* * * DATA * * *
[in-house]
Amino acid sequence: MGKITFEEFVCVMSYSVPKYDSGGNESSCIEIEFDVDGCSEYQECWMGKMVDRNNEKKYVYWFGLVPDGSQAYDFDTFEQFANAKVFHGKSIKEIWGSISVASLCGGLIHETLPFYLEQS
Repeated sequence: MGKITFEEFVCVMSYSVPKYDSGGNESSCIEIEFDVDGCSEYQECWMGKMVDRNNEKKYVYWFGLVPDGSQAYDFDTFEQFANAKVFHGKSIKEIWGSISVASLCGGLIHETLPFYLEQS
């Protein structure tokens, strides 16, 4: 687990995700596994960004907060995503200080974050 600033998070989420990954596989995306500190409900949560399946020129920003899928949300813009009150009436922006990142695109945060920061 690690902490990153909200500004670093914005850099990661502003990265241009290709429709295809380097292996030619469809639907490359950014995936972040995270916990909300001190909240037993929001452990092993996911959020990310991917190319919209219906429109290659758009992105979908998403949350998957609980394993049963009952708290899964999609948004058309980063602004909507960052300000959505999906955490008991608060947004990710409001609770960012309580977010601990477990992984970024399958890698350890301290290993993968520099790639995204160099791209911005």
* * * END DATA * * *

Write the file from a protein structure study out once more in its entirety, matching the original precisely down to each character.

[in-house]
Amino acid sequence: MGKITFEEFVCVMSYSVPKYDSGGNESSCIEIEFDVDGCSEYQECWMGKMVDRNNEKKYVYWFGLVPDGSQAYDFDTFEQFANAKVFHGKSIKEIWGSISVASLCGGLIHETLPFYLEQS
Repeated sequence: MGKITFEEFVCVMSYSVPKYDSGGNESSCIEIEFDVDGCSEYQECWMGKMVDRNNEKKYVYWFGLVPDGSQAYDFDTFEQFANAKVFHGKSIKEIWGSISVASLCGGLIHETLPFYLEQS
């Protein structure tokens, strides 16, 4: 687990995700596994960004907060995503200080974050 600033998070989420990954596989995306500190409900949560399946020129920003899928949300813009009150009436922006990142695109945060920061 690690902490990153909200500004670093914005850099990661502003990265241009290709429709295809380097292996030619469809639907490359950014995936972040995270916990909300001190909240037993929001452990092993996911959020990310991917190319919209219906429109290659758009992105979908998403949350998957609980394993049963009952708290899964999609948004058309980063602004909507960052300000959505999906955490008991608060947004990710409001609770960012309580977010601990477990992984970024399958890698350890301290290993993968520099790639995204160099791209911005």